We recently had to say goodbye to a very special cat. Fred found his owners Father Keith and Margaret in 2004. He quickly wrapped them round his paw and became the king of the house.
All had been well until they noticed him drinking more than usual. He had always been a very large cat and on his first appointment with us, Fred weighed in at a whopping 10kg. In 2005, he was diagnosed with diabetes and managing such a strong willed cat proved inherently tricky. Indeed, Fred was soon nicknamed ‘Freddie Kruger’ due to his desire to show the nurses and vets his claws!! Fred required several visits to have 2 hourly blood tests, enabling us to monitor his glucose levels. Stabilisation did not prove easy, especially with his daily desire for fresh cooked fish.
In 2009, Father Keith noticed that Fred was showing signs of lethargy as well as anorexia (he would not even eat his fish!) and further tests diagnosed him with triaditis. Feline triaditis is commonly seen in conjunction with diabetes and is a term used to describe the concurrent presence of inflammatory disease of the liver, the pancreas, and the intestines. He was admitted to hospital and it took a while to see an improvement in his condition.
Fred had extensive eye lid surgery in 2012 to remove a cutaneous hemangiosarcoma (a form of skin cancer). Although the cause of cutaneous hemangiosarcoma is unknown, we are aware that light coloured and short coated cats are more predisposed than others. In addition to his ailments, Fred also had treatment for dental disease, pancreatitis and further skin tumours.
Following a period of stabilisation Fred was subsequently diagnosed with hyperthyroidism (overactive thyroid glands) in 2013. This is a very common disorder of older cats, caused by an increase in production of thyroid hormones from the thyroid glands, which are situated in the neck. The affected thyroid gland was removed and all seemed well, until… Fred’s blood test revealed he had gone from a hyperthyroid state, to normal to subsequently becoming hypothyroid. Although hypothyroidism is a common condition for humans, hypothyroidism in cats is quite uncommon. The symptoms of hypothyroidism may come on slowly and be misinterpreted as signs of natural aging in elderly cats. Further medication was required to stabilise his thyroid hormone levels.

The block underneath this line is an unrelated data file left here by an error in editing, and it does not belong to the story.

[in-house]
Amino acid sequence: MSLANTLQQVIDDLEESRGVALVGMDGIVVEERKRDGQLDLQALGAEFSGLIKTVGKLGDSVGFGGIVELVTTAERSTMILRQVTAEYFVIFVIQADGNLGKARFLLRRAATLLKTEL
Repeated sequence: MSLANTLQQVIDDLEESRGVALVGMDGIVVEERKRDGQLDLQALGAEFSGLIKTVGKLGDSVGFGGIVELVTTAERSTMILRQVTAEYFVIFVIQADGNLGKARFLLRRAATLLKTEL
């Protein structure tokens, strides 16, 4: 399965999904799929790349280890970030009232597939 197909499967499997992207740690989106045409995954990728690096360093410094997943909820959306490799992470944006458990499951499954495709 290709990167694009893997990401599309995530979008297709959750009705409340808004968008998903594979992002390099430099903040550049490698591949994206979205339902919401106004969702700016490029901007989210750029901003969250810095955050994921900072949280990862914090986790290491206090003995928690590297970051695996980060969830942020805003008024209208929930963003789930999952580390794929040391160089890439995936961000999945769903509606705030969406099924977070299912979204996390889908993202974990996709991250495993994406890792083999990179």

In the same year we also diagnosed Fred with chronic renal disease, which leads to a gradual and irreversible deterioration of kidneys over a period of months to years. Chronic kidney disease is commonly encountered following a period of stabilisation related to hyperthyroidism.
Sadly Fred also battled against acromegaly, a condition which results from excessive secretion of growth hormone. Acromegaly in cats is caused by a growth hormone–secreting tumour of the anterior pituitary gland. These tumours grow slowly and may be present for a long time before clinical signs appear.
Fred was blessed with fantastic, dedicated owners who along with our help, tackled eight different conditions! We were all grateful that Father Keith and Margaret’s daughter in law is a veterinary specialist in diabetes. He was one lucky cat.
On the 24th September 2015 at the grand age of 20, we all had to say a tearful goodbye to Fred. We all miss him dearly but look back with fondness in remembrance of his spirited and amazing character. We would like to pay tribute to Father Keith and Margaret for enabling Fred to live a life of luxury that he had grown accustomed to despite all his illnesses.